WHIM syndrome is a dominantly inherited primary immunodeficiency disorder representing the first identified example of human disease caused by mutations in the gene encoding for the chemokine receptor CXCR4. Pathogenesis is mediated by CXCR4 hyperfunction, leading to increased responsiveness to its unique ligand CXCL12 (also known as SDF-1). The altered CXCR4/CXCL12 interaction likely impairs cellular homeostasis and trafficking, resulting in immunological dysfunctions. The acronym WHIM resumes the main features of the syndrome: Warts, Hypogammaglobulinemia, Infections and Myelokathexis, which is abnormal retention of mature neutrophils in the bone marrow. WHIM patients suffer from recurrent bacterial infections since childhood and manifest a specific susceptibility to HPV infections. Hematological findings include neutropenia, lymphopenia and hypogammaglobulinemia. Because of the rarity of the disease and the heterogeneity in clinical presentation, diagnosis is often delayed. In the majority of patients, the phenotype is incomplete at the onset and WHIM syndrome is not suspected. Early identification may improve clinical and therapeutic management. Symptomatic treatments include G-CSF, substitutive immunoglobulins and antibiotic prophylaxis. A new therapeutic strategy might include the potent inhibitor of CXCR4 function plerixafor (Mozobil), as an agent specifically targeting the molecular defect in order to attenuate the phenotypic manifestations of the syndrome.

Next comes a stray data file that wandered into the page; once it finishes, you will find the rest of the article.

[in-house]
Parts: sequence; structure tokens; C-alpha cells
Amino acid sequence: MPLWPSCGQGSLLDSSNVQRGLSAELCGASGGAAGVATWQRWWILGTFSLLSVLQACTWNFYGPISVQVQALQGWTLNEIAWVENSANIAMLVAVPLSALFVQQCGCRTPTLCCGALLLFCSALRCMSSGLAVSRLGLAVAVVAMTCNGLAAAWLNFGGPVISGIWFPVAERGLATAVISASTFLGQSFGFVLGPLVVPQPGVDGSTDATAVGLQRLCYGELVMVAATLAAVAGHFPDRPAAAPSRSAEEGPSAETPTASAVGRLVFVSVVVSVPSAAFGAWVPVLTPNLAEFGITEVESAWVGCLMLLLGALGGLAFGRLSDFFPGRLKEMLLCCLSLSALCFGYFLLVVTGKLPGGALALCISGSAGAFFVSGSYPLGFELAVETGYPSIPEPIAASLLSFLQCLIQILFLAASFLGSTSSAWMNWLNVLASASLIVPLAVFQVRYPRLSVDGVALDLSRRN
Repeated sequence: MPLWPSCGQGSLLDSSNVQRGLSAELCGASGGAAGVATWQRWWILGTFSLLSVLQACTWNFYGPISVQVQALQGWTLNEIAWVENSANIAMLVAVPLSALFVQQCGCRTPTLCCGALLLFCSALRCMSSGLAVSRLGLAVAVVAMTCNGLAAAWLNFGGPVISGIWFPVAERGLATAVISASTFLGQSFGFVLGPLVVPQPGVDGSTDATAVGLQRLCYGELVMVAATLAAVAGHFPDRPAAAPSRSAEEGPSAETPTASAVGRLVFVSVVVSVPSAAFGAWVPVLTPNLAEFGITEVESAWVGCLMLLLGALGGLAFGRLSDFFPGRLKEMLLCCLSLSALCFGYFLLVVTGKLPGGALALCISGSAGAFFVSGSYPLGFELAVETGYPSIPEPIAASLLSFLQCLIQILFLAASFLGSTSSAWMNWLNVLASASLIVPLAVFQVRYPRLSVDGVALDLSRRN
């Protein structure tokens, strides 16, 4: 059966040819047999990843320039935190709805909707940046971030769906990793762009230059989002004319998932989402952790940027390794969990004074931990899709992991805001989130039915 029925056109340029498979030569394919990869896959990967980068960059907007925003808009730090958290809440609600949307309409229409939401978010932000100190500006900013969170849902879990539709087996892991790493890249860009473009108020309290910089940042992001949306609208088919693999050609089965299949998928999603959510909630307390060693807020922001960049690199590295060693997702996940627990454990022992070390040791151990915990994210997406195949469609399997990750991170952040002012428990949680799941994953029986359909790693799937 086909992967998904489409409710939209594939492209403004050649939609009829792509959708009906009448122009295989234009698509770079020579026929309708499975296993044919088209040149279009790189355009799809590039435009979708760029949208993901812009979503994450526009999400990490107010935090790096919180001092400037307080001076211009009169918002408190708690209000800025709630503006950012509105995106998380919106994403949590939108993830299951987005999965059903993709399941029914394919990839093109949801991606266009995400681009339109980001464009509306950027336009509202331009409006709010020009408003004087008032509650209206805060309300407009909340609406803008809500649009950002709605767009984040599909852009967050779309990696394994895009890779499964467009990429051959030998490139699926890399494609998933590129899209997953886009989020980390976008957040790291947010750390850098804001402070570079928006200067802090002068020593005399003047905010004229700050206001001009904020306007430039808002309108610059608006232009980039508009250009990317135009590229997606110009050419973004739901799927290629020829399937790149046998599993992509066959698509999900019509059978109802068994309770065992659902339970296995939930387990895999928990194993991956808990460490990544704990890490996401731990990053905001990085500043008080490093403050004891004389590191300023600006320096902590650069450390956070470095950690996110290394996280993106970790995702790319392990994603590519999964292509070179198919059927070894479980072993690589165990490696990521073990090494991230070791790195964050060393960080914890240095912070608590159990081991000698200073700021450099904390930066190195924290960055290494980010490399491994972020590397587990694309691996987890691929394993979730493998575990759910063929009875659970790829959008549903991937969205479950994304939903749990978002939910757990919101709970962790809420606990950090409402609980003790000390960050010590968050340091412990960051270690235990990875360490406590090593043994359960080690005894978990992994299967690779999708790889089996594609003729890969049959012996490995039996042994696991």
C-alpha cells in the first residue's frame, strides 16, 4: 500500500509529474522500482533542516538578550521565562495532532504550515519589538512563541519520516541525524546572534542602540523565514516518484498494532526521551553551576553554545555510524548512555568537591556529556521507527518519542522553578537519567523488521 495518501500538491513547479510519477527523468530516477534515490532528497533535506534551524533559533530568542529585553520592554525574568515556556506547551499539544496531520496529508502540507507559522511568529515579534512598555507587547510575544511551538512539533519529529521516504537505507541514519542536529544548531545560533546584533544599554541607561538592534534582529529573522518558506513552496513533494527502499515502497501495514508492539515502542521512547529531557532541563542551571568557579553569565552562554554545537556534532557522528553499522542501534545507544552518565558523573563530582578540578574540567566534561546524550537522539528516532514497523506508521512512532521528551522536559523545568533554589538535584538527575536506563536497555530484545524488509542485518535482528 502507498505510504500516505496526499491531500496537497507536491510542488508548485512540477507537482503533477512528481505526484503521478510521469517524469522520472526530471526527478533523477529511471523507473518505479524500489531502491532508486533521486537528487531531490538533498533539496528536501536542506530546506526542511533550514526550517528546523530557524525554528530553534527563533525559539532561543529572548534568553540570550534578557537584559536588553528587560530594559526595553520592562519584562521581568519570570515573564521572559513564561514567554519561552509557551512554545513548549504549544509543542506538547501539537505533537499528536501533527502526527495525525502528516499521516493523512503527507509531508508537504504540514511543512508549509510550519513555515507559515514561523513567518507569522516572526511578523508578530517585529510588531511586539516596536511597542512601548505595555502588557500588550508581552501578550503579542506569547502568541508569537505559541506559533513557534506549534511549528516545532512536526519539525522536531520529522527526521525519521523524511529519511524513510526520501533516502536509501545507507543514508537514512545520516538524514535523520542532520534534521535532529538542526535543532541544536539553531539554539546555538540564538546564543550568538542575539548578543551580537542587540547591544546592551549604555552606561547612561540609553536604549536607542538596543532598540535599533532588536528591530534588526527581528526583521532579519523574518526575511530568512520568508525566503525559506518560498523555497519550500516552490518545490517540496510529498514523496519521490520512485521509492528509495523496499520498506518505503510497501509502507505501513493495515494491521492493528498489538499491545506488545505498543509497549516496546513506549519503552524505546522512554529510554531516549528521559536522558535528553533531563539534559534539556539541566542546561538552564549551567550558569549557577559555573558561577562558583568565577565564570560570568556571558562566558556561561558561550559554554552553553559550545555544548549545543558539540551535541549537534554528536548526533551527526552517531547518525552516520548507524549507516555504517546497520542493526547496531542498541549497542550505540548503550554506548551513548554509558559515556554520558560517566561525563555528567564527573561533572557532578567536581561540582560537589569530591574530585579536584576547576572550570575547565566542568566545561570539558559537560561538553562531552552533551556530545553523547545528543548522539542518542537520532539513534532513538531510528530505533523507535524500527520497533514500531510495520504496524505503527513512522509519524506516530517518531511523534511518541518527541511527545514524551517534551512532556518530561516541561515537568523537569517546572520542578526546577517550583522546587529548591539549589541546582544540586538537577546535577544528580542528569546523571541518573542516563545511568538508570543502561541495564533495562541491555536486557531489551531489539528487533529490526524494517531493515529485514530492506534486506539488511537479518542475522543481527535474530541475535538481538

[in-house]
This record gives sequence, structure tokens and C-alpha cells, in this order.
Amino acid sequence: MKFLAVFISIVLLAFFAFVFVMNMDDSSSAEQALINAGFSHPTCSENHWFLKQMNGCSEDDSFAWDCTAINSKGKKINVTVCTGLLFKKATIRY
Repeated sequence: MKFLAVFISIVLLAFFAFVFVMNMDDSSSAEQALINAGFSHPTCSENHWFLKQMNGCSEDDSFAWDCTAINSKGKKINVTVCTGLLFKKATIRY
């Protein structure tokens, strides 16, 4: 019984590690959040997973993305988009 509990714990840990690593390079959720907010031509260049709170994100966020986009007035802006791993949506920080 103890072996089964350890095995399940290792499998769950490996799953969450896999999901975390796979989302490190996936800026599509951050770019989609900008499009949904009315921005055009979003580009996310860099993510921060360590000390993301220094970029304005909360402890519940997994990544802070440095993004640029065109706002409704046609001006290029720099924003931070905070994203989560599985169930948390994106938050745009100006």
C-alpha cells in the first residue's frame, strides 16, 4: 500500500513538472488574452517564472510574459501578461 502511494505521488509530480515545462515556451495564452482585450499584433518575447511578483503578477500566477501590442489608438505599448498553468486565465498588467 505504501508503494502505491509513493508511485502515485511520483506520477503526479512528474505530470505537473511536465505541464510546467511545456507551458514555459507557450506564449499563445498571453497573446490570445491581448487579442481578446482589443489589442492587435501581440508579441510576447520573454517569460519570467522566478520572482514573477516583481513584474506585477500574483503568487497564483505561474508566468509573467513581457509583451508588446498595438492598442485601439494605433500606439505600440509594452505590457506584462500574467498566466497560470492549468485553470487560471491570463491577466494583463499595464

Keywords: CXCR4, human papilloma virus, lymphopenia, neutropenia, plerixafor, warts, WHIM syndrome, immunodeficiency disorder, mutation, phenotype, hypogammaglobulinemia, infections, myelokathexis, hematopoietic cells, homeostasis